It took an abandoned nuclear missile silo, a vast underwater laboratory and a lot of hard work. But the US space agency boldly went where it had never been before: the North Sea.
Growing up just a few miles from the Johnson Space Center in Houston, USA, Darby Magruder dreamed of living in space.
He became an engineer, joined Nasa and worked alongside astronauts. But he came closest to his dream when he took some space shuttle technology and made it work, against the odds, in the cold, dark depths of the UK’s North Sea.
And it only happened because of three vast concrete structures that, for the last 40 years or so, have been providing a solid base for a trio of oil and gas platforms off the coast of Scotland.
The Shell-operated Brent Bravo, Brent Charlie and Brent Delta were put into position in the 1970s: each one weighing more than 300,000 tonnes and as tall as the Eiffel Tower.
The Brent platforms: Alpha, Brent, Charlie and Delta
At the bottom of the structures are 64 hollow concrete vessels that have been used to store oil and help anchor the platforms.
With the Brent field stopping production, decisions had to be made about what to do with the structures. Shell needed to find out more about the sediment at the bottom of those vessels.
“There was a plan to drill through the top of the vessels,” remembers Roddy MacFarlane, who works on Shell’s Brent decommissioning team, “but they are at the bottom of the sea and are made of metre-thick reinforced concrete. Drilling through was going to be difficult and risky.”
Shell’s Roddy MacFarlane holding the Sonar Sphere probe
A group of Shell staff who meet in their own time to hunt out solutions to the company’s biggest challenges – the Hunters Network – thought Nasa might have the expertise to send a probe through the existing 10-inch network of pipes.
And that’s where Magruder came in.
“As soon as Shell told me the challenge I thought about our AERCam – something we invented to float around the Space Shuttle to inspect it without having to do spacewalks,” says Magruder, who is Deputy Chief of Robotic Systems Technology at the Johnson Space Center.
He took time away from some of his Nasa projects – which include building humanoid robots to set up a base on Mars – and got to work making a bowling ball-sized scanning device that could get through the Brent pipes.
It needed lights, cameras, control systems and, of course, sonar. And it had to be gold-coloured, a reference back to the Apollo missions.
Nasa built a replica of the Brent pipe system in its Neutral Buoyancy Lab – a vast swimming pool used to simulate the weightless conditions in space – to test that the Sonar Sphere prototype worked. It did.
But Magruder also wanted to see if it could scan effectively inside the vessel. So he found an abandoned US nuclear missile silo.
“One of my colleagues is a diver and he knew of this silo, which is largely flooded, in Texas,” said Magruder. “It is almost exactly the same shape and size as the Brent vessels. So we tested the probe there too.”
But despite all the preparation, the North Sea had some surprises in store. On the first attempt, the tether attached to the probe snapped. On the second, the probe got through the pipe but wouldn’t go into the vessel itself. And on the next attempt, the probe struggled to see through a layer of mixed oil and water.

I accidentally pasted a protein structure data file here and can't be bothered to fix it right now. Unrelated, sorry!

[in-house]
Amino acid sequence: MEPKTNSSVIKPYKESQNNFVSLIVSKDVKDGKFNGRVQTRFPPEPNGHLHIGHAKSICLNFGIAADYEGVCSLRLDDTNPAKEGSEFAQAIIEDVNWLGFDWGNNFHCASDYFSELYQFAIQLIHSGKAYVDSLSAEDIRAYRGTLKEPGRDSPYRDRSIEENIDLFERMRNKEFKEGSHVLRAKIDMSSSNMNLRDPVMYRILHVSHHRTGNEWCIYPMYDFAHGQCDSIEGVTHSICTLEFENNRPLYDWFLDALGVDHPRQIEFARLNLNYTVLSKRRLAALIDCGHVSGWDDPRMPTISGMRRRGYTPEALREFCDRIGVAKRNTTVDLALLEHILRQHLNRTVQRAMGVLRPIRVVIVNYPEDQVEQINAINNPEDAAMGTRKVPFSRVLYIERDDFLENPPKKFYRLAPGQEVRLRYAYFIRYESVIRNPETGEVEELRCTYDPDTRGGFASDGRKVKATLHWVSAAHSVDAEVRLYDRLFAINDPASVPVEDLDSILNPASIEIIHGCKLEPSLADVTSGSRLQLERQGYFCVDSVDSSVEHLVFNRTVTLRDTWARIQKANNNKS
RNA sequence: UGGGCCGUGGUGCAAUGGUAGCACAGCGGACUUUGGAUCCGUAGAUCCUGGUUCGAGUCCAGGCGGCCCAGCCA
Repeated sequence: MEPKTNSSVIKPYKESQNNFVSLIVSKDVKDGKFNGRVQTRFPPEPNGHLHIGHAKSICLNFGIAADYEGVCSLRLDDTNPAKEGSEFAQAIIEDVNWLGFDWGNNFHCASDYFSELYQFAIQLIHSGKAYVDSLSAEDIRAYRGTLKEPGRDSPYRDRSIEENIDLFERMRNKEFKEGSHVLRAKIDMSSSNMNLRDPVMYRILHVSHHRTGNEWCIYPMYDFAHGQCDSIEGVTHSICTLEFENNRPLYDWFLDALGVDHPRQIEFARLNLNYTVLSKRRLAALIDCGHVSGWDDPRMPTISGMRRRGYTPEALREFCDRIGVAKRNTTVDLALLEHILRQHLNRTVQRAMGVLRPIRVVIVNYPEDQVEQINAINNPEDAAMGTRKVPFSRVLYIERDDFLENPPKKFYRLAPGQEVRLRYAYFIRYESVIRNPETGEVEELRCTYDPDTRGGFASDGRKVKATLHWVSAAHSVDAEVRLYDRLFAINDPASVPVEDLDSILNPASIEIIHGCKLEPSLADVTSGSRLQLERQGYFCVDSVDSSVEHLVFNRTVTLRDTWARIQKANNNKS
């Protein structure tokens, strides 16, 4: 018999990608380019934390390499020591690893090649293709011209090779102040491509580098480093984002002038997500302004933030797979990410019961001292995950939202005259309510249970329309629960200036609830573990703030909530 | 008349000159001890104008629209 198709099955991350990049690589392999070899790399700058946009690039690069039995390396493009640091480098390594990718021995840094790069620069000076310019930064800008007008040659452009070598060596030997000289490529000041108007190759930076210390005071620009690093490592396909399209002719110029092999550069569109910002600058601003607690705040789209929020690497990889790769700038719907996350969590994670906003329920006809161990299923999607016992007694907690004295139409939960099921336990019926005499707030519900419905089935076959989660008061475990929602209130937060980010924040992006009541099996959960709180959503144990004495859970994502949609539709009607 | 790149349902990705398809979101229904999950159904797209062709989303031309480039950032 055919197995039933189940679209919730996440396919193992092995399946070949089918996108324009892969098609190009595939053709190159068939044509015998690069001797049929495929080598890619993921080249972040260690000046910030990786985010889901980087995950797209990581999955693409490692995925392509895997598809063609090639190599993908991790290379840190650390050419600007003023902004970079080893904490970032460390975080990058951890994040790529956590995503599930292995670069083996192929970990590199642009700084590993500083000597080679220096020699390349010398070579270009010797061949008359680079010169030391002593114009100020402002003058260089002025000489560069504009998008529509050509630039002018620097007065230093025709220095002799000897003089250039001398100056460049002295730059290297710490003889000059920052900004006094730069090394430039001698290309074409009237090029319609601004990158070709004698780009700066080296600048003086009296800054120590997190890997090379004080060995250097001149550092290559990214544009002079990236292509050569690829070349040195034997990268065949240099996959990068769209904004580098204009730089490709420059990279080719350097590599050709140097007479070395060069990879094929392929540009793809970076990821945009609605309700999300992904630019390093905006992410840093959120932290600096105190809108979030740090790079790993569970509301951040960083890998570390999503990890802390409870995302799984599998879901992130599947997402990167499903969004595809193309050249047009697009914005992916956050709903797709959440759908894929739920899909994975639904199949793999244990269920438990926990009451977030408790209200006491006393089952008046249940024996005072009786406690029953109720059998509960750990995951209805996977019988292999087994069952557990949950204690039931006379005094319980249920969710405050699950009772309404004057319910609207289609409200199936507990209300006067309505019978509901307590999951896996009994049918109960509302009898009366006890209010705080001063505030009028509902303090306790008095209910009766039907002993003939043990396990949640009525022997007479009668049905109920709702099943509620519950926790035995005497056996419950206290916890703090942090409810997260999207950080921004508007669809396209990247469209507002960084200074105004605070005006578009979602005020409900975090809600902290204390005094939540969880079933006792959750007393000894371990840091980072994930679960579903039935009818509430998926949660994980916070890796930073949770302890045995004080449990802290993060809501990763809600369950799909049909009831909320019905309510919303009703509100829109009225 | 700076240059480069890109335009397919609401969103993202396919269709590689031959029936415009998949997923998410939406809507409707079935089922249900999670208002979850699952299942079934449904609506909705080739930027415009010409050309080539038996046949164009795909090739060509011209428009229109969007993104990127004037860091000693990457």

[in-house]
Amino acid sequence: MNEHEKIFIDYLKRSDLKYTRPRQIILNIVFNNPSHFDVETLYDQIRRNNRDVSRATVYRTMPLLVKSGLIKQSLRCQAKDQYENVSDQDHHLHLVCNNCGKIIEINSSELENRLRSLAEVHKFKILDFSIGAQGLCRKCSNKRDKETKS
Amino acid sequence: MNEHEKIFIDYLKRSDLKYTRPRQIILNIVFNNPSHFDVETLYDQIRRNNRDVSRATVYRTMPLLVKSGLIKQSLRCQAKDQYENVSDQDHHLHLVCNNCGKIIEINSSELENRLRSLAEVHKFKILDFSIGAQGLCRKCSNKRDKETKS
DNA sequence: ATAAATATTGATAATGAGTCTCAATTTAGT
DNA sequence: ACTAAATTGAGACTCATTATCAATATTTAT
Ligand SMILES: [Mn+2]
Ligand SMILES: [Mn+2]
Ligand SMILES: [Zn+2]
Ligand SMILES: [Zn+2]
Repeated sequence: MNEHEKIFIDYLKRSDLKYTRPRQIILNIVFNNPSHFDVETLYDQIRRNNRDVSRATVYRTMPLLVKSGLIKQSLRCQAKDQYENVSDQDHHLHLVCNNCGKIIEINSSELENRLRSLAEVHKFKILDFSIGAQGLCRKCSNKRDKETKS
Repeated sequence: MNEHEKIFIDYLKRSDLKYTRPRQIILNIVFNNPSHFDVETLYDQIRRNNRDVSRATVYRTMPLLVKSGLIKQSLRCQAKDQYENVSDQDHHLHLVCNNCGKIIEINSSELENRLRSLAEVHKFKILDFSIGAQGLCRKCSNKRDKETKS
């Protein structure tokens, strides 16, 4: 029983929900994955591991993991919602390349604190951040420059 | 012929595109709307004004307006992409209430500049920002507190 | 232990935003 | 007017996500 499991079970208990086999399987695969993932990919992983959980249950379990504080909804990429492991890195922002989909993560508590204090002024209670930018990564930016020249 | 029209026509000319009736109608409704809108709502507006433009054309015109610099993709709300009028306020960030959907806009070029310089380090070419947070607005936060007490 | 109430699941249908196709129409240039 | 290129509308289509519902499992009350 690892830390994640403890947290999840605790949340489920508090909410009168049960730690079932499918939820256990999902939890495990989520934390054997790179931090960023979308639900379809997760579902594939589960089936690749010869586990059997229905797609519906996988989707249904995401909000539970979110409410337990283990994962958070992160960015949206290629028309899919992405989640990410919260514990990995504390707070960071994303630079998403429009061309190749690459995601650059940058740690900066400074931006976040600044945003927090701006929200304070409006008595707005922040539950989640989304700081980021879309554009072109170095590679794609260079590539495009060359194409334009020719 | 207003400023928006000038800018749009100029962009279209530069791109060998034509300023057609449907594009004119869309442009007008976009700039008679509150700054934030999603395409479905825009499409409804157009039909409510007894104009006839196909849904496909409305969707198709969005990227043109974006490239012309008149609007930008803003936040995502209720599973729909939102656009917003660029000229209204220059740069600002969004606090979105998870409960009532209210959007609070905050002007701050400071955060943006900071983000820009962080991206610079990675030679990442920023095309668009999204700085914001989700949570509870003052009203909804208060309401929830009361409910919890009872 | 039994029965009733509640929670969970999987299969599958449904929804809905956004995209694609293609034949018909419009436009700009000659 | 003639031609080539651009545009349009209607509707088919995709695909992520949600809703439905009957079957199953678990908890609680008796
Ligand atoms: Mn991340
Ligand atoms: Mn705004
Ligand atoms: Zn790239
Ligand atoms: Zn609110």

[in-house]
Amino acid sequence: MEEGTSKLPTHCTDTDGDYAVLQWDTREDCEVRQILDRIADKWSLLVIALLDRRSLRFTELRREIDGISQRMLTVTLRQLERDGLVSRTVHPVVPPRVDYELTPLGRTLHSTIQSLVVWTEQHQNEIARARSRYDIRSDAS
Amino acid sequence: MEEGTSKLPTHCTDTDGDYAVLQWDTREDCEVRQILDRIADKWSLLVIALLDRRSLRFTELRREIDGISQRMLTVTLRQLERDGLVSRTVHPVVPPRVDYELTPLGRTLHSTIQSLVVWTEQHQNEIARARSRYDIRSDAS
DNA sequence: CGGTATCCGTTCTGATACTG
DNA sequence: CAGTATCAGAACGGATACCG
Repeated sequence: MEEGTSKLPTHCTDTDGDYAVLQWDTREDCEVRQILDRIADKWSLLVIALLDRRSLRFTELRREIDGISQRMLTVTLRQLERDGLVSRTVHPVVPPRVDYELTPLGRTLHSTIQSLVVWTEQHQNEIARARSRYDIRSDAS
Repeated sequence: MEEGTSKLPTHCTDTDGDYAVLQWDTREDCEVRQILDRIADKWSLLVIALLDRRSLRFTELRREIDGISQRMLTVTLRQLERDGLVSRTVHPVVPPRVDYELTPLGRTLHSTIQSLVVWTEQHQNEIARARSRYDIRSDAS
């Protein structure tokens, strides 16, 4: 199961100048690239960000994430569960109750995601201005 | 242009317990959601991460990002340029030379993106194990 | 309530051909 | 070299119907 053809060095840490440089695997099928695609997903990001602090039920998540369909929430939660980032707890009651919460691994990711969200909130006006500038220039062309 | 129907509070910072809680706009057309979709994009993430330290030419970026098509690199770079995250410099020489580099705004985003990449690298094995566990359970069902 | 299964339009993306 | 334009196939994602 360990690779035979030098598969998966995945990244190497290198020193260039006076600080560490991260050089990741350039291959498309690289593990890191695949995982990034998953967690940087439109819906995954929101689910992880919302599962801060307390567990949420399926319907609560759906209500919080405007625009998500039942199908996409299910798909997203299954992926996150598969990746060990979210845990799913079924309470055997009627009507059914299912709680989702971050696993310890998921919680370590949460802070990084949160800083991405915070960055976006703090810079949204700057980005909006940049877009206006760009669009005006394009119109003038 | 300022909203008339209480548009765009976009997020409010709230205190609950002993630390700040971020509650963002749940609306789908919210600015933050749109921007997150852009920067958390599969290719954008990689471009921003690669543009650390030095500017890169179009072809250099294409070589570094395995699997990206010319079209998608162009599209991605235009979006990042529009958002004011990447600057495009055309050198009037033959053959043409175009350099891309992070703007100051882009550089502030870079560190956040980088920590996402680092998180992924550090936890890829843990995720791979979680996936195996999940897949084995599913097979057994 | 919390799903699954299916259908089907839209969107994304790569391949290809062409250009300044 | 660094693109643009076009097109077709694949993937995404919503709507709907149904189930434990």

The fourth attempt was different.
To get access to the pipes Magruder had to climb down inside one of the legs supporting Brent Bravo. He worked in a room 71 metres under the surface.
“We had breathing gear on and special suits, we were weighed down with so much stuff and monitoring equipment,” recalls Magruder. “The attention to safety was really strong, very similar to Nasa.
“To get into position we even had to go through a huge blast door. It was cold too. It was just like being an astronaut. I loved it.”
Once the probe got in and data started coming through, Magruder cried tears of joy.
Back on shore, MacFarlane punched the air in celebration.
The probe went on to produce a detailed map of the amount and distribution of sediment in the vessel. Another technique, developed by a separate team, was used to get a sample of the sediment so its composition could be analysed.
With the project now nearing its end, Magruder has hopes the Sonar Sphere could find yet another use: back up in space.
“We are looking at dragging an asteroid into the Moon’s orbit to investigate it,” he says. “With a little modification, the Sonar Sphere could be at the forefront of space exploration, telling us what the asteroid is made from.”
Not bad for a little gold ball.
Story by Lech Mintowt-Czyz
Source: Shell Inside Energy Stories
Image credit: Shell
The Brent field, off the north-east coast of Scotland, was served by four platforms: Brent Alpha, Brent Bravo, Brent Charlie and Brent Delta.
The field was discovered in 1971 and Brent Bravo began production in 1976.
At its peak in 1982 the Brent field produced more than 500,000 barrels of oil a day: enough to meet the annual energy needs of around half Britain’s homes.
Production from the field has generated £20 billion in tax revenue for the UK.
Shell established its decommissioning project in 2006, overseen by a panel of independent scientific experts, to explore how to safely decommission the structures. The company is finalising its proposals to the UK government ahead of a public consultation.
97% of the platforms’ “topsides” – the structures that sit on the legs and are visible above the surface – will be recycled.
The four topsides weigh 100,000 tonnes between them.
Brent Alpha is supported by a 31,500 tonne steel structure. The other three platforms stand on concrete bases, each weighing more than 300,000 tonnes.
All four platforms, if placed on the ground, would be as tall as the Eiffel Tower.
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